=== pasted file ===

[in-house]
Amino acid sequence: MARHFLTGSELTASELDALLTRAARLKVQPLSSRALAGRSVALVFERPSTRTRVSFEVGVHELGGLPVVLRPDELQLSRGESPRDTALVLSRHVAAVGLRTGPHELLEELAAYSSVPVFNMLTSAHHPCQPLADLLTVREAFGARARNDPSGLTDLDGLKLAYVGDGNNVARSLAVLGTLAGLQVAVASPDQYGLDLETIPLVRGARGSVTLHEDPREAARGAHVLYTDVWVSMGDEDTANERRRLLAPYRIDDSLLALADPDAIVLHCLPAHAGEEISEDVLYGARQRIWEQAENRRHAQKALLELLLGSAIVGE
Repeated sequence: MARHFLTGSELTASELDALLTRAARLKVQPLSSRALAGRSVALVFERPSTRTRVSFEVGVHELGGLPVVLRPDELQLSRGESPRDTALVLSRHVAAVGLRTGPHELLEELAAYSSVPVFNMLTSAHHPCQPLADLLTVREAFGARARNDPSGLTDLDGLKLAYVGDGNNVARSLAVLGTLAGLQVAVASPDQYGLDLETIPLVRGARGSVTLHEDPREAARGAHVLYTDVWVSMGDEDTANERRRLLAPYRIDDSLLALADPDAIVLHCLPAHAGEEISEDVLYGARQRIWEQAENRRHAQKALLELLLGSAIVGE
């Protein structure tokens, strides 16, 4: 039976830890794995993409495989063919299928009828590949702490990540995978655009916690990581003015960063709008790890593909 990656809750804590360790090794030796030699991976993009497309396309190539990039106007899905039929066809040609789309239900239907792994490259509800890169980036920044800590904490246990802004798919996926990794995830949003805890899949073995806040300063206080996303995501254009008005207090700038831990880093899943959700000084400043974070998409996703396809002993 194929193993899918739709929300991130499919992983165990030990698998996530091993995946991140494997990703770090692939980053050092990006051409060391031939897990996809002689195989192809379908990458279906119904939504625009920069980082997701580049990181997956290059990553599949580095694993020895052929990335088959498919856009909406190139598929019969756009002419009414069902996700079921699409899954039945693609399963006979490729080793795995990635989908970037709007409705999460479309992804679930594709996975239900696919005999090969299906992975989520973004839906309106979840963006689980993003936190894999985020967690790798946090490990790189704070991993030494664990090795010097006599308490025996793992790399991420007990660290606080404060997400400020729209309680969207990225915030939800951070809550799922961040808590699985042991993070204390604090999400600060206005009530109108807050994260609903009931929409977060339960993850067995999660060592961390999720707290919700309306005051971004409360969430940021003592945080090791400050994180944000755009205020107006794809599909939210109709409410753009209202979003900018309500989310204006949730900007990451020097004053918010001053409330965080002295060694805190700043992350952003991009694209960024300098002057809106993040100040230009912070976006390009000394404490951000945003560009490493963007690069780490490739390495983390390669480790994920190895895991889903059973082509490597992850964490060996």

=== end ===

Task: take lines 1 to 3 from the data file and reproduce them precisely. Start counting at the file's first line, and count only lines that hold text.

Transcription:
[in-house]
Amino acid sequence: MARHFLTGSELTASELDALLTRAARLKVQPLSSRALAGRSVALVFERPSTRTRVSFEVGVHELGGLPVVLRPDELQLSRGESPRDTALVLSRHVAAVGLRTGPHELLEELAAYSSVPVFNMLTSAHHPCQPLADLLTVREAFGARARNDPSGLTDLDGLKLAYVGDGNNVARSLAVLGTLAGLQVAVASPDQYGLDLETIPLVRGARGSVTLHEDPREAARGAHVLYTDVWVSMGDEDTANERRRLLAPYRIDDSLLALADPDAIVLHCLPAHAGEEISEDVLYGARQRIWEQAENRRHAQKALLELLLGSAIVGE
Repeated sequence: MARHFLTGSELTASELDALLTRAARLKVQPLSSRALAGRSVALVFERPSTRTRVSFEVGVHELGGLPVVLRPDELQLSRGESPRDTALVLSRHVAAVGLRTGPHELLEELAAYSSVPVFNMLTSAHHPCQPLADLLTVREAFGARARNDPSGLTDLDGLKLAYVGDGNNVARSLAVLGTLAGLQVAVASPDQYGLDLETIPLVRGARGSVTLHEDPREAARGAHVLYTDVWVSMGDEDTANERRRLLAPYRIDDSLLALADPDAIVLHCLPAHAGEEISEDVLYGARQRIWEQAENRRHAQKALLELLLGSAIVGE